“Where the f–k are we?” one art collector in a suit asked his companion as he ducked out of the dark print shop.

“I think that’s what we’re supposed to be wondering,” his friend replied.

This is Artichoke Underground, a 10-room installation by the artists Jonah Freeman and Justin Lowe—a dark and fascinating rabbit hole in the middle of a buzzing European art fair. It’s more of an “experience” than an installation, with its own smells and sounds and feelings. In yet a different room, the artists have recreated their favorite Punjabi restaurant on 1st Street and Avenue A in New York—a little red room ringed with tattered Bollywood posters and filled with the thick aroma of curry. There’s a walk-in freezer room, too, and a room whose walls are covered in sandy crystal growth.

Freeman and Lowe crafted this environment around the idea of a fictionalized, 1960s counterculture magazine called Artichoke Underground. Their protagonist is a Timothy O’Leary-like figure named Dr. Arthur Cook, a psychiatrist who, they imagined, experimented with group hallucinations and disseminated radical, leftist material. The artists say they were interested in the ways ideas spread at that time, and how people started harnessing experimental tools for communication. As Freeman explains it, they were exploring the “early ideas of the Internet,” a time when “people started to take media into their own hands and create their own alternatives.”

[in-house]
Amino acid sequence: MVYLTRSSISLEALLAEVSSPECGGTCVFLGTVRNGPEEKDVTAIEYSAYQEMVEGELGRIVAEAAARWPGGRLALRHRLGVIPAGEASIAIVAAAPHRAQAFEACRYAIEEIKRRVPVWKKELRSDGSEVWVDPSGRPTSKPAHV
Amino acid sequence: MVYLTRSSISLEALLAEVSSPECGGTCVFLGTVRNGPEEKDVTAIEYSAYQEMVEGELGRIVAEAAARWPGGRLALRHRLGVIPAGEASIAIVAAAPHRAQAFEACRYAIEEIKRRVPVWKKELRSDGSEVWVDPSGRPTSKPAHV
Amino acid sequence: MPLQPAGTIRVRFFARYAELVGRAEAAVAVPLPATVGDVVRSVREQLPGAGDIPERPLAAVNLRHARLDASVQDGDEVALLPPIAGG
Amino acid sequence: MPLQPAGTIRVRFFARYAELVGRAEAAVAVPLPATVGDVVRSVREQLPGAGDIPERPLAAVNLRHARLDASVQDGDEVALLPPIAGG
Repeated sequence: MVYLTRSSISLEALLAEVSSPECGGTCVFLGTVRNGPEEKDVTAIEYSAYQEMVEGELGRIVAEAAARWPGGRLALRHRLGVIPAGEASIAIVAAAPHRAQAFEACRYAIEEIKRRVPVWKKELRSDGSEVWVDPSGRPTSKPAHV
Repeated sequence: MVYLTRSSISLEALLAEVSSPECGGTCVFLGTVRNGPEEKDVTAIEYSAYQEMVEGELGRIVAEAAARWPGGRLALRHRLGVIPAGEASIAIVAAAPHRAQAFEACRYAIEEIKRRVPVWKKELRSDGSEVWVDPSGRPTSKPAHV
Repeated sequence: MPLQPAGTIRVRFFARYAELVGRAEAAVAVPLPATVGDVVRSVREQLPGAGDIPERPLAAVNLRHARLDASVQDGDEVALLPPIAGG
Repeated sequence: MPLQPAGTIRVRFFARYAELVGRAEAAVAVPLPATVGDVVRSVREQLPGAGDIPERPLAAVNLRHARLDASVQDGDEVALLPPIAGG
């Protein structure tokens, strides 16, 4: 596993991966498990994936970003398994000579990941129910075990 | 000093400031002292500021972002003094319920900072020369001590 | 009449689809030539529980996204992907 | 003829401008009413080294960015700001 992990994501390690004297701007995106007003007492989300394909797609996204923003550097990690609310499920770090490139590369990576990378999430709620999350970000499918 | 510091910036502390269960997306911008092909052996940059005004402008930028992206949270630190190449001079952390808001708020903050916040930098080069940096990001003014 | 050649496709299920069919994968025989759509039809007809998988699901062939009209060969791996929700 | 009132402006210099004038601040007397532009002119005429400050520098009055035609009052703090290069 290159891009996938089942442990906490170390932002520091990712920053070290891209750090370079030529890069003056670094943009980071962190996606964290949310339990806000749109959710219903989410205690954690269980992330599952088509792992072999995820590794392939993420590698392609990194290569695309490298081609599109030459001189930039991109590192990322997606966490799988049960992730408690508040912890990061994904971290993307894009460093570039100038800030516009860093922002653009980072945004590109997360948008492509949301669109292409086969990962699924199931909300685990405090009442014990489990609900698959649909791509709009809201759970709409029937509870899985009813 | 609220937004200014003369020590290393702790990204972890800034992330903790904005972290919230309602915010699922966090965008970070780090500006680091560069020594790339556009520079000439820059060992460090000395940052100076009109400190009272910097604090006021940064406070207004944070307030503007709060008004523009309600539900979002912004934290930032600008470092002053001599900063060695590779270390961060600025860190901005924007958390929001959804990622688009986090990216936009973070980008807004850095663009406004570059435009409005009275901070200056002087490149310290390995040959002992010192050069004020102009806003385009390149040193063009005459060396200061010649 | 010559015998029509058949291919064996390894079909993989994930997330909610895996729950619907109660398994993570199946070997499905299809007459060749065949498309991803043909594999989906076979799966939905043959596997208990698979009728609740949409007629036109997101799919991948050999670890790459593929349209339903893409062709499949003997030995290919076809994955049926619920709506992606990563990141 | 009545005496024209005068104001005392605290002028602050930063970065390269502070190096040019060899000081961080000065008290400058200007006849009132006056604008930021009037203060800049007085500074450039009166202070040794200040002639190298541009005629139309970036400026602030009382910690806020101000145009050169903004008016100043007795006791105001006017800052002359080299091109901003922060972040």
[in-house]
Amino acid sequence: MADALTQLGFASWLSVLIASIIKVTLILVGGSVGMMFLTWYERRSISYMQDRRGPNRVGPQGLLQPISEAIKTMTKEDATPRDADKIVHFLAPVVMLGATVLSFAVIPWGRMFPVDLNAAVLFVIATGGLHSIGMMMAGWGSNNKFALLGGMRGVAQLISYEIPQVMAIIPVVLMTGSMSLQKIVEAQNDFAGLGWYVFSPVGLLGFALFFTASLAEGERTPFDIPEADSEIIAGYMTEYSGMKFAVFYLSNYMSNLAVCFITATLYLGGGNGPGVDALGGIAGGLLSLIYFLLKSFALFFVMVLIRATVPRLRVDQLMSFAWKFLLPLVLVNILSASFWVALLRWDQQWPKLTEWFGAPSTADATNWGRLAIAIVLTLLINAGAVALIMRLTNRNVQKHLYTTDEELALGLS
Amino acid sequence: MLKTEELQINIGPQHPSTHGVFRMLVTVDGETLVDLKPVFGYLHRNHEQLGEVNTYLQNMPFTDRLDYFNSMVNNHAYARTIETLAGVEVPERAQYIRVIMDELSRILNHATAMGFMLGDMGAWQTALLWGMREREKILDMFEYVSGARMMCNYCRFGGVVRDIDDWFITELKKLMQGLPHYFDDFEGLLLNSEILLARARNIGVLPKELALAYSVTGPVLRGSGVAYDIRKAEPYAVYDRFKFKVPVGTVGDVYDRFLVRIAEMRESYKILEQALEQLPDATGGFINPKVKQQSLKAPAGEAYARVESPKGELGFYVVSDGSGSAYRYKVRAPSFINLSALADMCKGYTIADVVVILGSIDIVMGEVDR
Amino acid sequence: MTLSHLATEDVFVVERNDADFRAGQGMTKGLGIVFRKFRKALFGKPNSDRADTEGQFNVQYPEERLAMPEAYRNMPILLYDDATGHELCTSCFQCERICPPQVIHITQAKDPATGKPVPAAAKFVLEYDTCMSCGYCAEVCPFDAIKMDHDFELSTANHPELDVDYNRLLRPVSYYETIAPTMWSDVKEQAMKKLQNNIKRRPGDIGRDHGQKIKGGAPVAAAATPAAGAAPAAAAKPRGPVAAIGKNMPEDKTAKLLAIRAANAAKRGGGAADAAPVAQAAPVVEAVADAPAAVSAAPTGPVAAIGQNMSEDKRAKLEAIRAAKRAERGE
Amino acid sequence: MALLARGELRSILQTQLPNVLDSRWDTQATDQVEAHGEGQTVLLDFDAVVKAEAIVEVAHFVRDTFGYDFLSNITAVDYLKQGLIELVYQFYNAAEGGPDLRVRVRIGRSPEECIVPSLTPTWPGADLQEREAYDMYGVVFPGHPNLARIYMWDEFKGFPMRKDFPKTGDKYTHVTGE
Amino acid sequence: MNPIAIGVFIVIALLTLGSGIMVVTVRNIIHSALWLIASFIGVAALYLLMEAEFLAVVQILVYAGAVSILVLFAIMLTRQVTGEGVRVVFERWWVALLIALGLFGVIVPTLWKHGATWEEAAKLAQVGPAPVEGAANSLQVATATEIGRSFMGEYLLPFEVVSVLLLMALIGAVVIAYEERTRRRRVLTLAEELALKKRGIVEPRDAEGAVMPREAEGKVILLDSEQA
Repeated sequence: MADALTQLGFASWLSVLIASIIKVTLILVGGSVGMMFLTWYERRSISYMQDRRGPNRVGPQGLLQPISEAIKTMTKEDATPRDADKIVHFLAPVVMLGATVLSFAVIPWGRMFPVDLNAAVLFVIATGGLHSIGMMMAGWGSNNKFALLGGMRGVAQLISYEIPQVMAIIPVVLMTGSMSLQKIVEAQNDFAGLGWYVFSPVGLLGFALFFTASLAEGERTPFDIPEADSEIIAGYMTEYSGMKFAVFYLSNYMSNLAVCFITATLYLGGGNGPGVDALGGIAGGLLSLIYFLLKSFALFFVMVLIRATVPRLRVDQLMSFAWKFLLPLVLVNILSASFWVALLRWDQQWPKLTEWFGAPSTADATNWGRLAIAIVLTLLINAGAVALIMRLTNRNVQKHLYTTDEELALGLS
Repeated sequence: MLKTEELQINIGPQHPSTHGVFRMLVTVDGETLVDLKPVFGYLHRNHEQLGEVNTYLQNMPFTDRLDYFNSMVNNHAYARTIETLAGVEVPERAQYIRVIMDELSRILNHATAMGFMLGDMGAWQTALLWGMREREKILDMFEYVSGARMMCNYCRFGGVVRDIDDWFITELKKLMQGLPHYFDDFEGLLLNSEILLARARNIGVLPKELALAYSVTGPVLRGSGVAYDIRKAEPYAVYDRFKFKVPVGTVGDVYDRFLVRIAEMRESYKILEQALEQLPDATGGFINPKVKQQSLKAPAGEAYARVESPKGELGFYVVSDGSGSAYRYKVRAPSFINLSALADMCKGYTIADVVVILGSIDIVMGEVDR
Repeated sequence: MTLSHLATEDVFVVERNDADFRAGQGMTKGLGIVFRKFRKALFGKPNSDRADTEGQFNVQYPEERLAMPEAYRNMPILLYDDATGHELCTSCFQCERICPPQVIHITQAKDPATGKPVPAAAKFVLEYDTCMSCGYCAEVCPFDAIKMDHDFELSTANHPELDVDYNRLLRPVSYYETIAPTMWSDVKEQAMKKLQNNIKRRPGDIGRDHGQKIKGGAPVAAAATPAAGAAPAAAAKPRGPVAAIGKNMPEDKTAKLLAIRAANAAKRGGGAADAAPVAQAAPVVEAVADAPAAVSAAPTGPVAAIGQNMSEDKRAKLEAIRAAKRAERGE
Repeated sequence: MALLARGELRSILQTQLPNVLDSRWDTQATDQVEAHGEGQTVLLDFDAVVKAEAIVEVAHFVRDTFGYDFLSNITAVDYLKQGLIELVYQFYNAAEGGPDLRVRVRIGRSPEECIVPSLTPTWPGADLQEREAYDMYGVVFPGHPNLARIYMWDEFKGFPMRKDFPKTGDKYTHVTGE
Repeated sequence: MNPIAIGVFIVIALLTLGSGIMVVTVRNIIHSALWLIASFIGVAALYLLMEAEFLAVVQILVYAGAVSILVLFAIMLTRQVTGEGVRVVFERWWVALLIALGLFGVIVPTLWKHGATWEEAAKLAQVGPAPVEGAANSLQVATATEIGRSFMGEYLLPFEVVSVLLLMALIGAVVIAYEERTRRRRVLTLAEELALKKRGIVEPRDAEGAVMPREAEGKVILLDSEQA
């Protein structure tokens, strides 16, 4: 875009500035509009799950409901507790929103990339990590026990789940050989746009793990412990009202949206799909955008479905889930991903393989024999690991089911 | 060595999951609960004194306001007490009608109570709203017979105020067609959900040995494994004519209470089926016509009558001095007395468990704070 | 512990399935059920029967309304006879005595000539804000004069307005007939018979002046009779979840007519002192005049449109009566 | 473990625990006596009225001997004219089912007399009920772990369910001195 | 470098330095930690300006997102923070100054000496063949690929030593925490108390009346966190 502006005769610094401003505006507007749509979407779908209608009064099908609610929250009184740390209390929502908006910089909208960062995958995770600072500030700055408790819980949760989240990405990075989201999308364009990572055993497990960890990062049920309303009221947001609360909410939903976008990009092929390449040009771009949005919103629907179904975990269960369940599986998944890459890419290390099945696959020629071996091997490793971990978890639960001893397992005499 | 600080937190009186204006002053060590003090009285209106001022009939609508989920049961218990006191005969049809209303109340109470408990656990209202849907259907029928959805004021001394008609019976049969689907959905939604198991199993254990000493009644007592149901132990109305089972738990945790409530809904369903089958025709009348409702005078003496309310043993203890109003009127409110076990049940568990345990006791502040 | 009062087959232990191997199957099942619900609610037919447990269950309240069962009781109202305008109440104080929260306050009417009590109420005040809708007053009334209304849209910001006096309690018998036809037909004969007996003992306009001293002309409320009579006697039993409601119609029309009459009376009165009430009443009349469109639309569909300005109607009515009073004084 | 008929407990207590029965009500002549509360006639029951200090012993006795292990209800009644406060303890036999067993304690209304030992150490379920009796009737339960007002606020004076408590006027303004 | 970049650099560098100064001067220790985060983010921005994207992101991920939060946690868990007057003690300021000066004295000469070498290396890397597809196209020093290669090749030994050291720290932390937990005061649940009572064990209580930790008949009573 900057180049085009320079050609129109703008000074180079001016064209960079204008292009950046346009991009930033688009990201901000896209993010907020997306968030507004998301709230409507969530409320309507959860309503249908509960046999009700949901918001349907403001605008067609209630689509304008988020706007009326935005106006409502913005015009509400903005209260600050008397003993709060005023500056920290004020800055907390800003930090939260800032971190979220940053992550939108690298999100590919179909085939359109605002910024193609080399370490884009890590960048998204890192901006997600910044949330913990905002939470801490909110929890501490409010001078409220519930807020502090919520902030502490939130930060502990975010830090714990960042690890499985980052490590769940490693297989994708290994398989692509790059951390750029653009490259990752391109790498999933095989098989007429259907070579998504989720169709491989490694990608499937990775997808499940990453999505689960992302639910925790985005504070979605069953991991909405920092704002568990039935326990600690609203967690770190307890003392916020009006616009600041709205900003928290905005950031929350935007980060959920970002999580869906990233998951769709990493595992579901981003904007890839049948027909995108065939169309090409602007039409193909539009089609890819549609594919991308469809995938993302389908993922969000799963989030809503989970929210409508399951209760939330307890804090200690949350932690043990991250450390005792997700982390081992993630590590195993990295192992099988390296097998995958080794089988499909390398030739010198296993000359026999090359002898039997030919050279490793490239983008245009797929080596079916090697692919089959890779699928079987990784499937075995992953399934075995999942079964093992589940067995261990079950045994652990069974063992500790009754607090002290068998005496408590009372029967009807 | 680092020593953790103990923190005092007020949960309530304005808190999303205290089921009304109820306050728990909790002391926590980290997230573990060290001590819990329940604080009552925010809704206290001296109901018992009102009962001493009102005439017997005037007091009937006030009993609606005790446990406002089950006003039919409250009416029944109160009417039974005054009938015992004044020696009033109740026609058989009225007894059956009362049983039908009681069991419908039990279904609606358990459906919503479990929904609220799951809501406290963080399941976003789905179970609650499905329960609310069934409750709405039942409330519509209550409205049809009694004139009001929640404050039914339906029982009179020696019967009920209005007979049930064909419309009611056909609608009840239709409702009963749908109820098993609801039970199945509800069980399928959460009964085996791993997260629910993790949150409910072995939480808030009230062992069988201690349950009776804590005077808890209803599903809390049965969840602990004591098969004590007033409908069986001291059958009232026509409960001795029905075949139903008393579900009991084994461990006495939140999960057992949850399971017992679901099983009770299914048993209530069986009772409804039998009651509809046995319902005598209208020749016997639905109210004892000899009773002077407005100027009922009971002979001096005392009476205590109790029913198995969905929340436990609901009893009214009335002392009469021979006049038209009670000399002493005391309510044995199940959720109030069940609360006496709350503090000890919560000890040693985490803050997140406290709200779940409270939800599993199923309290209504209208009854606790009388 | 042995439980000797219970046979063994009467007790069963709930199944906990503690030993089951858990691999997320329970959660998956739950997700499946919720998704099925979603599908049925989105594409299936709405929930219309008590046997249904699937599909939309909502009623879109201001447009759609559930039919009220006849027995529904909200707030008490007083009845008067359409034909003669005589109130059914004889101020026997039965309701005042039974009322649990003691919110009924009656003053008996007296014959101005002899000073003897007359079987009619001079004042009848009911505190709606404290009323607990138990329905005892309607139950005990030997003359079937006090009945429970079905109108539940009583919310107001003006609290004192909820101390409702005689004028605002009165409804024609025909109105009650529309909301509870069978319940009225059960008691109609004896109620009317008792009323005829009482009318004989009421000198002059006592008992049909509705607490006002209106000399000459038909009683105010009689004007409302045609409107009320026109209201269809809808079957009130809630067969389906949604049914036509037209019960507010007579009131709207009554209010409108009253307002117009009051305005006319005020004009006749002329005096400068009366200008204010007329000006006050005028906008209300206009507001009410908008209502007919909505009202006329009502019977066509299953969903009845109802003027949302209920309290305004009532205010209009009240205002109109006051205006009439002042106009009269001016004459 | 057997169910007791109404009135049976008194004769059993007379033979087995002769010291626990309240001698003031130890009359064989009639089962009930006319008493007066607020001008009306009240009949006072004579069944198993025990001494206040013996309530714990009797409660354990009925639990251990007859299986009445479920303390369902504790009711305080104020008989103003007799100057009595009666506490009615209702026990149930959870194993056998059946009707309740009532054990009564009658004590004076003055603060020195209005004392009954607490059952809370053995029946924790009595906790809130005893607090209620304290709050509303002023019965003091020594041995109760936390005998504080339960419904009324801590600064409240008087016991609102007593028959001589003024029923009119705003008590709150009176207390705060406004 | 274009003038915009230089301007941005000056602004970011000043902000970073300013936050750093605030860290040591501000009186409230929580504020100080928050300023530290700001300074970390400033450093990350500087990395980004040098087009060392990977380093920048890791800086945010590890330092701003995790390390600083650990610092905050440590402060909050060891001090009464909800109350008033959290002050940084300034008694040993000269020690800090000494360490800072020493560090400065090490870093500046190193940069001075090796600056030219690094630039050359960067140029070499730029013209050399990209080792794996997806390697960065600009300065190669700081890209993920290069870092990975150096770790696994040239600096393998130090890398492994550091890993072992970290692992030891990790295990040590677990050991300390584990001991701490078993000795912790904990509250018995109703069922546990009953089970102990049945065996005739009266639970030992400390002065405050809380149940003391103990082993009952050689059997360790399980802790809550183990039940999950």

Artichoke Underground is the latest in a string of similar pieces by the duo—each installation marked with the team’s dark, now-signature trippiness. Their first piece, Hello Meth Lab in the Sun (which debuted at the Marfa Ballroom in Marfa, Texas, in 2008), sent viewers through a decrepit apartment that had been converted into a fully functional meth lab. It was eerie, frightening, and perfectly prescient to our cultural fascination with Breaking Bad. The piece was a hit and the art dealer Jeffrey Deitch asked the artists to create a version of it (which they called Black Acid Co-op) at his gallery in New York the next year.